It is not the scope of this paper to analyze whether or not the UIB is doing a good job. There are many opinions. However we can look at the structural ramifications of the current situation. Simply, a growing and significant number of our community members have lost trust in the UIB. Communities all over the world are meeting to discuss the issues and are reciting the Narayan Shabad to restore integrity to the Khalsa. It is an issue of trust. An organization that has lost trust in the leadership will not survive.


For our Dharma to survive, change in the leadership is necessary and inevitable. There are three options. Option 1: The UIB lives to the teachings of the Siri Singh Sahib and regains the trust of the membership. Option 2: The UIB steps aside to allow other leaders to emerge who will build trust and restore the structural integrity of our organization. Option 3: The UIB refuses to step aside resulting in legal challenges, fractionalization and, if not resolved, eventual disintegration.


Option 1 is not realistic. The UIB members have publically renounced the Sikh lifestyle. Option 2 offers the most graceful resolution. Option 3 opens us to a potentially nasty and expensive battle. So, pursuing Option 2, what must be done to convince the UIB members to step aside?


Provide documentary evidence of the level of mistrust with our community for the current members of the UIB. There is no guarantee that this will have any impact. The UIB is under no obligation to respond to such documentation. However, it is offered as a reality check that may inspire the UIB to respond.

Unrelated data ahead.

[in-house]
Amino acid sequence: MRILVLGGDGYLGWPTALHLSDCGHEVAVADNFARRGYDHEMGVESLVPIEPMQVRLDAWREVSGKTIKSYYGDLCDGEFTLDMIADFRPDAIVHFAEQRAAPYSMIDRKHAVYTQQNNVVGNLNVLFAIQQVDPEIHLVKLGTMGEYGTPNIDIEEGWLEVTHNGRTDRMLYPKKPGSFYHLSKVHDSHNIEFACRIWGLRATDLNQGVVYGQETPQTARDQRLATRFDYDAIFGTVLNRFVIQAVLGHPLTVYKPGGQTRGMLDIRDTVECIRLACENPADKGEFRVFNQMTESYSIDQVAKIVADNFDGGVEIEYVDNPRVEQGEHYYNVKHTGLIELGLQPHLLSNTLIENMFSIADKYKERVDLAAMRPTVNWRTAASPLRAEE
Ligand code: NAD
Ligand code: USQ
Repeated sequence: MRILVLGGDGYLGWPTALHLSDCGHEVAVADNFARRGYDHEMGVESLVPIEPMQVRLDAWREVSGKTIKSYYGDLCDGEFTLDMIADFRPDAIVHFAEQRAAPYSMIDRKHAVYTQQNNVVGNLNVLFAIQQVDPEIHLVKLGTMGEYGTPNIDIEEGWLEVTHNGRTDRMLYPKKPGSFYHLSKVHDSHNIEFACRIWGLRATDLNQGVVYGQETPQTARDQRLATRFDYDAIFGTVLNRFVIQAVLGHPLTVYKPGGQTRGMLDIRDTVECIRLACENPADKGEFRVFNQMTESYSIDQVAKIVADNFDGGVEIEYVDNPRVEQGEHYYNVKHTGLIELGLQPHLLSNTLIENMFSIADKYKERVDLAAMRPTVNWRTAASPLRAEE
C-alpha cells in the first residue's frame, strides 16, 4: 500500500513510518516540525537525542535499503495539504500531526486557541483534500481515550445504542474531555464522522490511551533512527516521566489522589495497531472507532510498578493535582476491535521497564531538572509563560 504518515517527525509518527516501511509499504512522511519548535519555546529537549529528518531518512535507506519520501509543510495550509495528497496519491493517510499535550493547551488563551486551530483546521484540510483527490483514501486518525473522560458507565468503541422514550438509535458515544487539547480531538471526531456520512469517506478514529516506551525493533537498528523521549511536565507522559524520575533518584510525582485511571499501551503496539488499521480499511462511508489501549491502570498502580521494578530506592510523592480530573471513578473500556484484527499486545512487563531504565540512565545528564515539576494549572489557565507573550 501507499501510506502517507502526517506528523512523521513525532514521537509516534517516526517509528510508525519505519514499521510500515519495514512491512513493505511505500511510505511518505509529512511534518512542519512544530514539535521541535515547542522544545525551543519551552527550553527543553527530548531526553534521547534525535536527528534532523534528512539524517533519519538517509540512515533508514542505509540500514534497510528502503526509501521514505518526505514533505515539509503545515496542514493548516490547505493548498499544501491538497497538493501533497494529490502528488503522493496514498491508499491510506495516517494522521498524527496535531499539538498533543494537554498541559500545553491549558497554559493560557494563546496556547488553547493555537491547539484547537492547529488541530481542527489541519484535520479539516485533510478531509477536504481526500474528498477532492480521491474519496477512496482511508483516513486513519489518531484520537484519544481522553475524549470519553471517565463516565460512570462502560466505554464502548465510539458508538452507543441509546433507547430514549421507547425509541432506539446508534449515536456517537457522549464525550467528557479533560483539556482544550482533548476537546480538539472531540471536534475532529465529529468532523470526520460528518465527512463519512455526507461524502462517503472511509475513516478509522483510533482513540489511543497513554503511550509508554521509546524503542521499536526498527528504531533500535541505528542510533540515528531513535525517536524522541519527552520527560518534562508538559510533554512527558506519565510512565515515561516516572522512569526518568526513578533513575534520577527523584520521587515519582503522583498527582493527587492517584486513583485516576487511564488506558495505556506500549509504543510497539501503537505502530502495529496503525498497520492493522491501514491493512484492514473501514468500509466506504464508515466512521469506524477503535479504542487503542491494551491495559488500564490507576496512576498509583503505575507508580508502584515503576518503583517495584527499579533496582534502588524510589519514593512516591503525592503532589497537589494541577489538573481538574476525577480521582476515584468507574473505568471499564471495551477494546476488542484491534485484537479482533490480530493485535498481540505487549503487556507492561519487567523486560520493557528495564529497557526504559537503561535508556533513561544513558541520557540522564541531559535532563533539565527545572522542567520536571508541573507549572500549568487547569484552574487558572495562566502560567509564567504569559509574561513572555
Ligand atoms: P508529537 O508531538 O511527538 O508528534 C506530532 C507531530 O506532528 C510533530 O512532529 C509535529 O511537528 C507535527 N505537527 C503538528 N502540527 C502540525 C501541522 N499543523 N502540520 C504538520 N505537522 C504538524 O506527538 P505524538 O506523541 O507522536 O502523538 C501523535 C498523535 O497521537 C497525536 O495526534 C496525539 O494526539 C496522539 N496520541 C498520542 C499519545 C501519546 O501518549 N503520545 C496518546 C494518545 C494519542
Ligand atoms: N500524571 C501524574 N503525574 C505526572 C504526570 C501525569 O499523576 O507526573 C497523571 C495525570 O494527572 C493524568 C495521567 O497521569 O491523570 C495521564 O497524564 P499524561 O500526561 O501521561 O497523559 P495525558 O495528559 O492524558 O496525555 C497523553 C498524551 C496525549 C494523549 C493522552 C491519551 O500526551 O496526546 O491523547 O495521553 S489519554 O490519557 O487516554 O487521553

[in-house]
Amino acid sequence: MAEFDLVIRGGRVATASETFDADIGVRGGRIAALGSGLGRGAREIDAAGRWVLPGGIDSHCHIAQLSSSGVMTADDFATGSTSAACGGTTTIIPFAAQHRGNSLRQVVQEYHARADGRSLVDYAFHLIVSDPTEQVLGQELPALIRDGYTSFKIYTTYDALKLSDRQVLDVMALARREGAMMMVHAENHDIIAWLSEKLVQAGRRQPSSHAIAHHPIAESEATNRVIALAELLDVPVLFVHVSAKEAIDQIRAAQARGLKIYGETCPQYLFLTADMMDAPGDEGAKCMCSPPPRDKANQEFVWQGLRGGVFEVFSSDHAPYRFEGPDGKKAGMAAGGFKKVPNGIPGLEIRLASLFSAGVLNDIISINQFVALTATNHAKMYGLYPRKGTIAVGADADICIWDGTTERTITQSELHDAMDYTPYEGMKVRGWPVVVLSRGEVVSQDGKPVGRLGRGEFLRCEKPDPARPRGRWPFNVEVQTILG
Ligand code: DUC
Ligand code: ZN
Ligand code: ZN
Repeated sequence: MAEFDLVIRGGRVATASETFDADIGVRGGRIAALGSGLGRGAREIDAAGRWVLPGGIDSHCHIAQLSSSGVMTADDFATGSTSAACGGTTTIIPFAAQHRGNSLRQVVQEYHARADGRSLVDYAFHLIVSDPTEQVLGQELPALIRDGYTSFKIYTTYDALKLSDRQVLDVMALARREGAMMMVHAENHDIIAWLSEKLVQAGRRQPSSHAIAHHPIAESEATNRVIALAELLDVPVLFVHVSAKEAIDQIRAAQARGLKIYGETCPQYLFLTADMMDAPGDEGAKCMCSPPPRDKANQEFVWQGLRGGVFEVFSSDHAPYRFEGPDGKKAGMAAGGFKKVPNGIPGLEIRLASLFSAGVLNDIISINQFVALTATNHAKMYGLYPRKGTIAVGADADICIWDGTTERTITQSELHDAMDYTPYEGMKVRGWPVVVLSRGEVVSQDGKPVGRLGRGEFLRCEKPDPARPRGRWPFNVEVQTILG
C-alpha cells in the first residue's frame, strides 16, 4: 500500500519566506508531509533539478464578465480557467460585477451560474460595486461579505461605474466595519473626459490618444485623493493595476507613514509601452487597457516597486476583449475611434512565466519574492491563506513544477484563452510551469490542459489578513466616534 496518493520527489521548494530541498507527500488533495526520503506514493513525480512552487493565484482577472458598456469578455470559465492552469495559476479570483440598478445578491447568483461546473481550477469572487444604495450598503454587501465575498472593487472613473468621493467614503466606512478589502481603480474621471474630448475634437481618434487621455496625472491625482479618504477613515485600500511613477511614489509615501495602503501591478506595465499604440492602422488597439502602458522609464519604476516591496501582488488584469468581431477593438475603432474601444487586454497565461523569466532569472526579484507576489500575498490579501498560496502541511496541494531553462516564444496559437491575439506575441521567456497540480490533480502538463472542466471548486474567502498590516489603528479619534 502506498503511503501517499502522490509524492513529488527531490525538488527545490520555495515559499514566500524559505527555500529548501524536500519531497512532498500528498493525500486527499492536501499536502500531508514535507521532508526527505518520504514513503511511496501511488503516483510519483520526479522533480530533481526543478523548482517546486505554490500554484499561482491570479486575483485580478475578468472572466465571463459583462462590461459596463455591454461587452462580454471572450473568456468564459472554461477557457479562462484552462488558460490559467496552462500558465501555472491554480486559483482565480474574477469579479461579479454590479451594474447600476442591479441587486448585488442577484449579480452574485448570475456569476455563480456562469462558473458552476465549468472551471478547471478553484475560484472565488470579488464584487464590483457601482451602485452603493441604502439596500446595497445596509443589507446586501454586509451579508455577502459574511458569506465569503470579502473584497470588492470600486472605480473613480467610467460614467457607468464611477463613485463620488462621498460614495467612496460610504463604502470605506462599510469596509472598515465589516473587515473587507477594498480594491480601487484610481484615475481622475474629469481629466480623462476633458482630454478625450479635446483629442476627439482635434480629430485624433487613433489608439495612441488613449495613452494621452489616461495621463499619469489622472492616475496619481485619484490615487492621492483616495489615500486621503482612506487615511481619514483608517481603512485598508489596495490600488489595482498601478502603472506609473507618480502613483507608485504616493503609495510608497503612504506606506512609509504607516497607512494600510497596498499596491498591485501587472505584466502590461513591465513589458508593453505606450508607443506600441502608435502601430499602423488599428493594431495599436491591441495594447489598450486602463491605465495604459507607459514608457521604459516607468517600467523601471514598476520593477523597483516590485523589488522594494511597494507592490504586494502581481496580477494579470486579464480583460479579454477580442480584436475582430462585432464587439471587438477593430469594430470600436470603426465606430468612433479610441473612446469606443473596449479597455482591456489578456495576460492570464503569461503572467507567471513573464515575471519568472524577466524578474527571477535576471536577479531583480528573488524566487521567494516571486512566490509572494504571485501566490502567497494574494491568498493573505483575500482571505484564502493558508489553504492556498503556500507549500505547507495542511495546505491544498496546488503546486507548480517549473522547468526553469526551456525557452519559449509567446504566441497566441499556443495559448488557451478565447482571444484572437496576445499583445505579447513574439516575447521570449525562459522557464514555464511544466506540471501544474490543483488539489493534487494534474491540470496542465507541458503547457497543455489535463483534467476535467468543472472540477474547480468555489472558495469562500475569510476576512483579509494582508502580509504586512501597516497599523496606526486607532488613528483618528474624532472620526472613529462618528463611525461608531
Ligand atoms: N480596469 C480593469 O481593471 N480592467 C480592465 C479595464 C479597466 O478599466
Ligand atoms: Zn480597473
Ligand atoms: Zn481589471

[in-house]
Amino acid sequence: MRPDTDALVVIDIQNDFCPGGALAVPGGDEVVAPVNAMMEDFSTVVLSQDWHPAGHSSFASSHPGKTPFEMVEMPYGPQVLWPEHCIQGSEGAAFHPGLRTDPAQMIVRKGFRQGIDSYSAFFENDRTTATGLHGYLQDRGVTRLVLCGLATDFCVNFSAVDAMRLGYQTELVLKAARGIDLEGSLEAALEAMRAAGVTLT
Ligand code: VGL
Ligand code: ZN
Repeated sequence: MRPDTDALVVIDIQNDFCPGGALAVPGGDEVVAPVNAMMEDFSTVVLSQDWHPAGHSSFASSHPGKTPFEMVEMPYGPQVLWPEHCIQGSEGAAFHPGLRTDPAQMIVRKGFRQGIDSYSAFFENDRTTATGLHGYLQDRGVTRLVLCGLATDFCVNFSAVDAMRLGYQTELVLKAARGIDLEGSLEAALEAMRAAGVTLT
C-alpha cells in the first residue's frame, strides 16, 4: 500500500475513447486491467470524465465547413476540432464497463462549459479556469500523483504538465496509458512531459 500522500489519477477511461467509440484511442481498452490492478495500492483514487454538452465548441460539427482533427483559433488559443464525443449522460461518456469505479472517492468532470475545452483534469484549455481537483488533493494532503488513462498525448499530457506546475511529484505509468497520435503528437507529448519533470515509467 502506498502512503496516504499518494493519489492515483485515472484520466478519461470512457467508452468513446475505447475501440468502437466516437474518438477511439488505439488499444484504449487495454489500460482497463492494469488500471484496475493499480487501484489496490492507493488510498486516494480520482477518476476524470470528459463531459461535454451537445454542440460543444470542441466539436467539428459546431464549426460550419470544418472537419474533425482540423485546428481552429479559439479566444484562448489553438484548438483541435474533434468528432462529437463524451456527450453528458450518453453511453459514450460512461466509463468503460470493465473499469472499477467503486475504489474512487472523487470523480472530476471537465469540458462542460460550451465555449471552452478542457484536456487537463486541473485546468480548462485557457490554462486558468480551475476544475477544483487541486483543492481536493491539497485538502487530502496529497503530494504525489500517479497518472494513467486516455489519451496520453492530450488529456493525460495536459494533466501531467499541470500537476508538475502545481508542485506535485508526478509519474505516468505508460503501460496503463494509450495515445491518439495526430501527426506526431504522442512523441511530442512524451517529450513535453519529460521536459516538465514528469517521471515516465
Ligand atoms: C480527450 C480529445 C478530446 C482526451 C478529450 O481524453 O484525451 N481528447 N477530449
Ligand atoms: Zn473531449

Collect petitions from communities all over the world requesting resignation of the members of the UIB.

A strong vote of no confidence by the Khalsa Council.

Leaders of the various Dharmic organizations directly under the UIB sign a letter of no confidence, perhaps even offering to resign if the situation is not resolved.

Severance Package

The community should offer the members of the UIB a generous severance package that recognizes their years of service and compensates them for their loss of income.

Constitution.

A committee within the Khalsa Council tasked with researching the Siri Singh Sahib intention in establishing the UIB and the terms and conditions of its authority.

The committee documents their research in the form of a contract or constitution defining the terms and conditions of the authority of the UIB.

The final version of the constitution is ratified by the Sikh Dharma Board of Directors and signed by members of the Khalsa Council.

The constitution provides conditions of membership to the UIB.

The constitution provides a method of succession of membership.

The constitution provides the scope of authority and a system of checks and balances to include some measure of outside accountability.

Work with those who support the UIB